Receivable/Accounts - Information for Credit and Collection Issues

Monday, May 13, 2013

Four Things We Can Stop Doing To Improve Our Personal Brand




Let’s face it, those who exist in the credit management or collections industry are often marginalized, misunderstood, or even vilified. The reputation we carry is charged with such negative connotations that it can be very hard to take a professional stance.

Our industry deals with millions of dollars in debt. We represent banks, leasing companies, and companies with household name brand reputation. We should be professional and respected.

What can we do to correct our reputation? Well, it’s an uphill battle, but here’s four simple things that you can do – or rather, stop doing – whether you are receivables staff, third party collectors, or paralegals – these are things that damage our reputations on a personal level.


1. Don’t Beat A Dead Horse

This covers so many things – repeatedly calling claimed wrong numbers (even when you know they are right numbers), debtors who refuse to pay, consumers that yell and scream, people who screen their calls with call display, their children or fake accents. Let’s face it, if someone doesn’t want to pay their bill, you can enforce consequences, but chasing them, bullying them, or repeatedly conflicting with them doesn’t get the bill paid. When you see that someone is willfully not paying their bill, don’t roll around in the mud with them (figuratively), take your actions and move on.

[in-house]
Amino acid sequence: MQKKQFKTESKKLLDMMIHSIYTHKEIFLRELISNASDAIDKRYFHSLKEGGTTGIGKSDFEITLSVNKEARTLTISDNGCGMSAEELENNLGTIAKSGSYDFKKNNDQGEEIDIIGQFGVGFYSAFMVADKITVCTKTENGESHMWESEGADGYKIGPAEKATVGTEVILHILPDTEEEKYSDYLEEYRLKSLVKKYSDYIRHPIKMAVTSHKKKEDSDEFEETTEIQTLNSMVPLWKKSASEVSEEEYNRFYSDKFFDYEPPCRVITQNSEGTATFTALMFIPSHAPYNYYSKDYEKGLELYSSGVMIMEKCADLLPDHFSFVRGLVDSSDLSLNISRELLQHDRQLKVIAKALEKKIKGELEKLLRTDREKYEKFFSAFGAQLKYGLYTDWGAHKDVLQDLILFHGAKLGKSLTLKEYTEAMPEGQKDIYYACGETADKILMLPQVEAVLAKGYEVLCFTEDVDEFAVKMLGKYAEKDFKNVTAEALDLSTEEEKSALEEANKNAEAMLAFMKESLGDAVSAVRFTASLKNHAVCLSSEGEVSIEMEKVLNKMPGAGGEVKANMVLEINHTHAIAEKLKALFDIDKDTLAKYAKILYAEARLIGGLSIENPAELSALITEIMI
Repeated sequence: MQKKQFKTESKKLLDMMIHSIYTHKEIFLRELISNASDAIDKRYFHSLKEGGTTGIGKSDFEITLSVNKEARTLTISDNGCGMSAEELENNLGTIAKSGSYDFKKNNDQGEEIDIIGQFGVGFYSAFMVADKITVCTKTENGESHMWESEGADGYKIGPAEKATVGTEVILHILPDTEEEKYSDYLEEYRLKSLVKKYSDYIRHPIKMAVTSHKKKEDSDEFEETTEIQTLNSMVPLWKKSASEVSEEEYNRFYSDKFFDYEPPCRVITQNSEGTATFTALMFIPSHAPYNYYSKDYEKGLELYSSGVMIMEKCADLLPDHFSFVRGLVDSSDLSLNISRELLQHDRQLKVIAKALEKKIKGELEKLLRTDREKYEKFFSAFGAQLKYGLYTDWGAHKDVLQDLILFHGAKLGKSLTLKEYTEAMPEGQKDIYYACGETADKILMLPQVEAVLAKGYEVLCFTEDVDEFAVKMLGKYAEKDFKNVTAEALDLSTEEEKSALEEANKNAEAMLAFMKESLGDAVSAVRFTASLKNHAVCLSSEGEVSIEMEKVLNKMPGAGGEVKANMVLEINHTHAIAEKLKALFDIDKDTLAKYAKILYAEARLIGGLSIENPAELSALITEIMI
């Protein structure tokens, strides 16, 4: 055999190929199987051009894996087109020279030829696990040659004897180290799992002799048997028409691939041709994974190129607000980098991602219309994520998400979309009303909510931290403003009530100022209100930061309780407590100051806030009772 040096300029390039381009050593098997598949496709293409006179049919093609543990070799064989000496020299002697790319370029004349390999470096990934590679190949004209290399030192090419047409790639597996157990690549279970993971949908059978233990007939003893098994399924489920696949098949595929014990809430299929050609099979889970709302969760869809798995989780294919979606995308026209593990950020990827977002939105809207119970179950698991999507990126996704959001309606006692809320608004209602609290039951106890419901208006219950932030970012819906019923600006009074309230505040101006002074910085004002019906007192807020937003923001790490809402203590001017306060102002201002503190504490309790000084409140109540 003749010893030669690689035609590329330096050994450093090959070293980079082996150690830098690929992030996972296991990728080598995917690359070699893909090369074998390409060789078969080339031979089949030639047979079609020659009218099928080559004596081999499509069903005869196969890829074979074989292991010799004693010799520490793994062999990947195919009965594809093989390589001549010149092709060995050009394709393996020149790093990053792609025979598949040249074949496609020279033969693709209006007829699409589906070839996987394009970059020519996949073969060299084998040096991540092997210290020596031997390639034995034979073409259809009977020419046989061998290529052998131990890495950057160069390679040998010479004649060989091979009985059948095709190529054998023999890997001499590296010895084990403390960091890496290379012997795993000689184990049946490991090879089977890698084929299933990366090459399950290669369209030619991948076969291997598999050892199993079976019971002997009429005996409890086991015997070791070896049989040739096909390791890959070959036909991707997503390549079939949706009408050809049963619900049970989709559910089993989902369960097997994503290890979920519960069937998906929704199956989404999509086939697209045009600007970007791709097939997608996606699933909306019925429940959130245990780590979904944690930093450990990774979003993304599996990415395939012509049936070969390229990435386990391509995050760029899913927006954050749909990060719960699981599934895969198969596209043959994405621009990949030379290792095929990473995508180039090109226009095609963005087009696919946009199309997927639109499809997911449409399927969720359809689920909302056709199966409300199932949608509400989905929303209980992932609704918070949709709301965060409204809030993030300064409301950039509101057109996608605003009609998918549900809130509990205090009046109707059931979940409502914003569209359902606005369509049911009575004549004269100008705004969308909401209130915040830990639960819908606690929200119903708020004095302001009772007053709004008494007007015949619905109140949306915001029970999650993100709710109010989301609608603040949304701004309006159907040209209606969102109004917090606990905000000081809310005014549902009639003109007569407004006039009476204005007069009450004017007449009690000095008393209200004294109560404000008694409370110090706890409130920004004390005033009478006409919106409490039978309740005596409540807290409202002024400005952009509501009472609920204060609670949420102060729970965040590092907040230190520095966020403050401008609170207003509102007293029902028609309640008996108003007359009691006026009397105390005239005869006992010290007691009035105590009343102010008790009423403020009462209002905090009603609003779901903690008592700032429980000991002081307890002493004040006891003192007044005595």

2. Don’t Be Shifty

When you call, don’t call-block all your calls, or leave vague answering machine messages, refuse to give your first name (or your real name!), or send collection letters disguised as something else. If someone isn’t going to pay you, being secretive and vague isn’t going to ‘trick’ them into paying you. After all, see rule #1.


3. Don’t Ignore Boundaries

Privacy is important, and if you can’t reach someone professionally, then it’s not worth it. Friending people under fake accounts on Facebook to get personal information, leaving messages with neighbours, disclosing debt-related information to an answering machine, an employer, or other people at the residence are all beyond the boundaries allowed by our collection laws. And besides that, it’s dishonest – see rule #2.


4. Don’t Forget The Big Picture

Some people aren’t going to pay their bills. They don’t care about their credit rating, they don’t think you can garnish their wages, or don’t understand that interest charges or a bad trade line are going to hurt them down the road. You could be the best bill collector to walk the face of the earth, and they are still not going to pay you. So don’t waste your time or theirs, don’t get wound up over people you can’t help. The big picture is liquidation, net bad debt write-offs at the end of the year, positive brand reputation, and your professional image. It’s not worth sacrificing any of that over one single account. Focus on your process, and your overall results, not the broken promises, NSF cheques, or individual accounts you need to send to collection.


Conclusion

So, now that you’ve read this article, I want you to Google your name and telephone number you use to reach customers (or debtors), like “Blair DeMarco Wettlaufer 226-946-1730”. See what people are saying about you as a person. Remember that we all affect each other’s reputation, and we all can do something to improve our industry.


Thanks kindly,

Blair DeMarco-Wettlaufer
Kingston Data and Credit
Cambridge, Ontario
226-946-1730
bwettlaufer@kingstondc.com